The instruments are stacked on top of one another to form an anthropomorphic sculpture: bass drums and brush snares for bandy legs, piano keys stacked to form a spine that ripples and writhes, topped with a saxophone that’s like a head too big for the shoulders upon which it perches, swaying and shaking any time the body is made to stagger. As a collaborative unit these three improvisers form a clumsy beast. Incapable of walking straight, forever tripping on the earth and bumping into the walls, kept from stable rhythm and coherent melody by its own haphazard means of navigating the world; like someone stumbling down a corridor during a minor earthquake, comedic in dizzy gesture and ballet-esque skipped steps. The saxophone bleats in yelps of pain and surprise as yet another toe is stubbed on yet another obstacle. Piano and cymbals spill like precious ornaments knocked off a fireplace. Hesitantly Pleasant powers itself through a beautiful alternation of tumble and BANG, gathering accidental momentum for as long as it can roll unimpeded by protrusions and unexpected vertical surfaces.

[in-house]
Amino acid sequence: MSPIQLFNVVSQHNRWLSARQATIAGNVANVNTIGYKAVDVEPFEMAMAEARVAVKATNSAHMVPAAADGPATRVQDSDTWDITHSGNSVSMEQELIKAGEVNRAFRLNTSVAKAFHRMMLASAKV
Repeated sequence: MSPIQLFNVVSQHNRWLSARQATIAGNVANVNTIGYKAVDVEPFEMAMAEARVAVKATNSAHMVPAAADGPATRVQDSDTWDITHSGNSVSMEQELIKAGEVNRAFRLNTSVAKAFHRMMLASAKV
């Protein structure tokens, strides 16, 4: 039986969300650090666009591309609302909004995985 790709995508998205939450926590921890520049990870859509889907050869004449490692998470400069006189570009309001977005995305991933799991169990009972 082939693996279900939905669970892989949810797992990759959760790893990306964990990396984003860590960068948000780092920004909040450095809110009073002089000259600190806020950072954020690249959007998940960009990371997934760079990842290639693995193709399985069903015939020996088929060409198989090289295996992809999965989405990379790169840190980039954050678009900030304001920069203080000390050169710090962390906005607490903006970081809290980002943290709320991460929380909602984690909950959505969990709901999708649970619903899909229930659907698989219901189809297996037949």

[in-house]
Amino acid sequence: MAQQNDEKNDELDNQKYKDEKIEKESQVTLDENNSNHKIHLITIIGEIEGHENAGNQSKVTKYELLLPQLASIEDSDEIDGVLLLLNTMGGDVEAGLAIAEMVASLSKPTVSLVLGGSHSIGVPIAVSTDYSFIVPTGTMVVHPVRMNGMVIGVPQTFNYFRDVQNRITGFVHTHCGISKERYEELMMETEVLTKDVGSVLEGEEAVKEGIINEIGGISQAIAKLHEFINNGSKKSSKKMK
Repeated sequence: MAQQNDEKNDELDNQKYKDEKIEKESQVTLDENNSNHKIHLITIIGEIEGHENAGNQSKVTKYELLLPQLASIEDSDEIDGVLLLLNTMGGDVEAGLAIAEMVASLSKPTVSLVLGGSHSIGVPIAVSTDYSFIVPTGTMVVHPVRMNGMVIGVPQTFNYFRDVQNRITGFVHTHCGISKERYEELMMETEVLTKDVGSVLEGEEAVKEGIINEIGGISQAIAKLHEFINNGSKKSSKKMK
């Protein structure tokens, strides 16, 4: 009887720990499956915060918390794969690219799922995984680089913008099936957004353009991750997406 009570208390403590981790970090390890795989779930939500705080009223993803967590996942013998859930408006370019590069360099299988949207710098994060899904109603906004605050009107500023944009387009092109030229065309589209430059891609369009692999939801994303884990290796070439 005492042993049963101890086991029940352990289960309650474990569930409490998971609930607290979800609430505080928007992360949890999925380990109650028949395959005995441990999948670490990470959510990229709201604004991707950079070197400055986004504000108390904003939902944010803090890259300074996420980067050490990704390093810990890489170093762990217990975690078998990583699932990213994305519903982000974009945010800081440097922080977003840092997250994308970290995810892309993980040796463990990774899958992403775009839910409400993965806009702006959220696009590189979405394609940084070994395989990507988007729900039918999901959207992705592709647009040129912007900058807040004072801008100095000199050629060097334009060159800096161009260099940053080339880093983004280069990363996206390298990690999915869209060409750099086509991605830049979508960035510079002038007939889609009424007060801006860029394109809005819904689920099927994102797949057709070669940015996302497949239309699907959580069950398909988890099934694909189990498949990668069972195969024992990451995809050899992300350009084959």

Yet as individuals – considered as actors, as opposed to their theatrical character construction – the reflexes here are razor sharp. If I choose to treat “Still Horrible” as a dialogue rather than in its rickety totality, I can hear the grace (gasp!) with which Beresford and Musson weave in and out of eachother, dancing beneath Caratti’s waterfall of cymbal taps, trading places in frenzied do-si-do. When I closer examine “Complex Footwork And Violent Movement” (a thoroughly apt title), the splatters of erraticism reveal themselves to be tiny beads of mimicry and reflexive response, with the rhythms of piano keys immediately replayed on snare drum, which in turn provide little footholds off of which saxophone can catapult. Hesitantly Pleasant is both a drunken mess and a thoroughly lucid rapid-fire discussion, building an illusion of sloppy execution from constellations of rich, often cathartic snap-decision.